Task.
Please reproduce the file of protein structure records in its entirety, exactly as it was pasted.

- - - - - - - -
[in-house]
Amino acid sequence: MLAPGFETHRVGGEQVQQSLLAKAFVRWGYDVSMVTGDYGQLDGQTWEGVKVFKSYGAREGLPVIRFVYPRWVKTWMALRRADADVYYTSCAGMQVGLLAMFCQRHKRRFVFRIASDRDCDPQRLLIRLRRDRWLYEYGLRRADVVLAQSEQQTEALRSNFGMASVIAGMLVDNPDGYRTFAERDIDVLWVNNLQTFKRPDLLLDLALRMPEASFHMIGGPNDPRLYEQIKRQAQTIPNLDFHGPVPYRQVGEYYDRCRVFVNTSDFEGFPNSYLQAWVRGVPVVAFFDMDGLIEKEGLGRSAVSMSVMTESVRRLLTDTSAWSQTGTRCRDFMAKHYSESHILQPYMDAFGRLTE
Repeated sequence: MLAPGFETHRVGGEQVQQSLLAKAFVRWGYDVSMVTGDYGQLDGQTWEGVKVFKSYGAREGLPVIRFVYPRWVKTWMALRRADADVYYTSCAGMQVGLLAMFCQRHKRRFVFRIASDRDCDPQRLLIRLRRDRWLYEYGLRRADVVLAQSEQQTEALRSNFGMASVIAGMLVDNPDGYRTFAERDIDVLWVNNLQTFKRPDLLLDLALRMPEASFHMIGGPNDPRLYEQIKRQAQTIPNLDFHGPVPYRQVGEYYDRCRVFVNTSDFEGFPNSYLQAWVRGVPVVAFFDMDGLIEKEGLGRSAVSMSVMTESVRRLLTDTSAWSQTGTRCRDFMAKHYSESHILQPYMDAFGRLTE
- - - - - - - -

[in-house]
Amino acid sequence: MLAPGFETHRVGGEQVQQSLLAKAFVRWGYDVSMVTGDYGQLDGQTWEGVKVFKSYGAREGLPVIRFVYPRWVKTWMALRRADADVYYTSCAGMQVGLLAMFCQRHKRRFVFRIASDRDCDPQRLLIRLRRDRWLYEYGLRRADVVLAQSEQQTEALRSNFGMASVIAGMLVDNPDGYRTFAERDIDVLWVNNLQTFKRPDLLLDLALRMPEASFHMIGGPNDPRLYEQIKRQAQTIPNLDFHGPVPYRQVGEYYDRCRVFVNTSDFEGFPNSYLQAWVRGVPVVAFFDMDGLIEKEGLGRSAVSMSVMTESVRRLLTDTSAWSQTGTRCRDFMAKHYSESHILQPYMDAFGRLTE
Repeated sequence: MLAPGFETHRVGGEQVQQSLLAKAFVRWGYDVSMVTGDYGQLDGQTWEGVKVFKSYGAREGLPVIRFVYPRWVKTWMALRRADADVYYTSCAGMQVGLLAMFCQRHKRRFVFRIASDRDCDPQRLLIRLRRDRWLYEYGLRRADVVLAQSEQQTEALRSNFGMASVIAGMLVDNPDGYRTFAERDIDVLWVNNLQTFKRPDLLLDLALRMPEASFHMIGGPNDPRLYEQIKRQAQTIPNLDFHGPVPYRQVGEYYDRCRVFVNTSDFEGFPNSYLQAWVRGVPVVAFFDMDGLIEKEGLGRSAVSMSVMTESVRRLLTDTSAWSQTGTRCRDFMAKHYSESHILQPYMDAFGRLTE